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5 (and More) Products You Can Replace with Water

5 (and More) Products You Can Replace with Water

Water, that universal solvent, is good for a lot more than putting in your SodaStream. By using it in some different ways, you can save yourself money and get rid of some of the chemicals in your home. Below are five (and more) products you can quit buying and replace with water.

1. Cuticle Remover

Cuticle remover is a fluid used to soften cuticles so you can push them down. Guess what does the same thing? Yep: water.

Instead of painting some chemical goop onto your nails, just use the manicure stick when you get out of the shower and your cuticles are already soft.

Supposedly cuticle remover also makes excess cuticles go away, but I have yet to see that happen. Stick with water.

 

2. Lip Exfoliators/Scrubs

Many skin care and cosmetics brands carry little pots of lip scrub. I don’t recall this being a thing a couple decades ago, but check it out now: LUSH has Mint Julips, Paula’s Choice offers Lip Perfecting Gentle Scrub with Micro-Beads, and the web has a heap of do it yourself recipes — mostly involving sugar, which will make you lick your lips, and then they’ll dry out and flake again. Forget all that.

Like the cuticle remover, you can scratch lip exfoliators off your shopping list and take a shower instead. Once your lips are moist, rub them with your fingertip. Whatever is ready to come off will come off, and you’ll have shiny fresh lips. All you needed was some water.

 

3. Soup Stock

No less a dining maven than Mark Bittman recommends using water instead of soup stock when making some soups.  He calls water his “secret ingredient.” Food blogger Michael Ruhlman is adamant about it:

I cannot say this strongly or loudly enough: DO NOT use canned stock/broth. Use WATER instead. I repeat. You DO NOT NEED to buy that crappy can of Swanson’s low sodium chicken broth! It will HURT your food. Use water instead….I repeat: your food will taste better and fresher if you use that wonderful and inexpensive fluid at the end of your tap rather than anything that you can buy in a can or a box.

Got that?

In addition to lowering your grocery bill, that means less sodium, which is always welcome.

 

4. Shampoo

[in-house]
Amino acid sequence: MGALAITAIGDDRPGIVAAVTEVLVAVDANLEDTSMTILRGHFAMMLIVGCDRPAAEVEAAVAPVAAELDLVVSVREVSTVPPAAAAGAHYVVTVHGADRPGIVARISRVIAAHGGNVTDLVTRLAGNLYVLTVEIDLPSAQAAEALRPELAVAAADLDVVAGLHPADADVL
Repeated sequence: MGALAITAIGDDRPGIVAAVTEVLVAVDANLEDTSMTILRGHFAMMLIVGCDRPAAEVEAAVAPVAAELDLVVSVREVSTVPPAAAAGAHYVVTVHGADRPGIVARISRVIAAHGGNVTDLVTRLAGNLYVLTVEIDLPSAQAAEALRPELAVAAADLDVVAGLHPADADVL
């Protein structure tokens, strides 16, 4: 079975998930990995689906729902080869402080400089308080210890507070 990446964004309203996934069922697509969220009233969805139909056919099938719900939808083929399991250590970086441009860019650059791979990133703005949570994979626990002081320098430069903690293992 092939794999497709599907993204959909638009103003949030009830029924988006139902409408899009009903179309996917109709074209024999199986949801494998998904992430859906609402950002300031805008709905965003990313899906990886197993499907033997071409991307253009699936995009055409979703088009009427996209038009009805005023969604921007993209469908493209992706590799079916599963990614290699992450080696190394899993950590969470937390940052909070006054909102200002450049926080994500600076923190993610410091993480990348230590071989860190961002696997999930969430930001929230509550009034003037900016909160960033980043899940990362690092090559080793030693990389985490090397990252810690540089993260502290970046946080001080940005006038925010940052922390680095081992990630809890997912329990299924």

I’m told that shampoo isn’t great for hair, especially the curly kind. It strikes me as odd, seeing as shampoo is made for hair, but apparently the sulfates and surfactants in most shampoos dry hair out. If you want to lower your drugstore bill and reduce the number of unpronounceable ingredients you’re rubbing into your and your kids’ heads (many of them are Not Good for you), scrub your scalp with a little baking soda and vinegar dissolved in warm water. Check the link first: it appears that the method and duration of massaging it in matters.

 

5+. Household Cleaning Products

Take some water and mix in just a little cheap white vinegar, maybe some baking soda, and you can clean your house.  You don’t need a different, expensive bottle of chemicals for each different surface or room — dump the lot. This article offers a list of formulas for mixing vinegar and a few other ingredients into water to make effective, inexpensive, eco-friendly cleaning solutions.

The only thing left to do is make sure your local water supply is clean. Enter your zip code and water company in the National Drinking Water Database to find out; then manicure, exfoliate, cook, shampoo, and clean to your heart’s content.

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Photo credits: Thinkstock

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45 comments

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9:30AM PST on Jan 24, 2014

Also microbeads in scrubs are a terrible environmental problem.

9:24AM PST on Jan 24, 2014

Thanks for sharing

9:21AM PST on Jan 24, 2014

All tried & tested except for the "shampoo". Thanks f

8:44AM PST on Jan 24, 2014

Thank you for the tips.

8:30AM PST on Jan 24, 2014

Great article.

6:07AM PST on Jan 24, 2014

Thank you Piper, for Sharing this!

4:45AM PST on Jan 24, 2014

Daily wisdom for the future

11:02PM PST on Jan 23, 2014

Great tips.

5:54PM PST on Jan 23, 2014

Interesting article and comments and a variety of ideas that many of us already use. I have always used water when making my own soup stocks from scratch and let the stock simmer with the fresh ingredients, certainly better than anything from a can.

I am not fond of chemicals and try my best to avoid them in all walks of life.

5:11PM PST on Jan 23, 2014

good advice Thanks.

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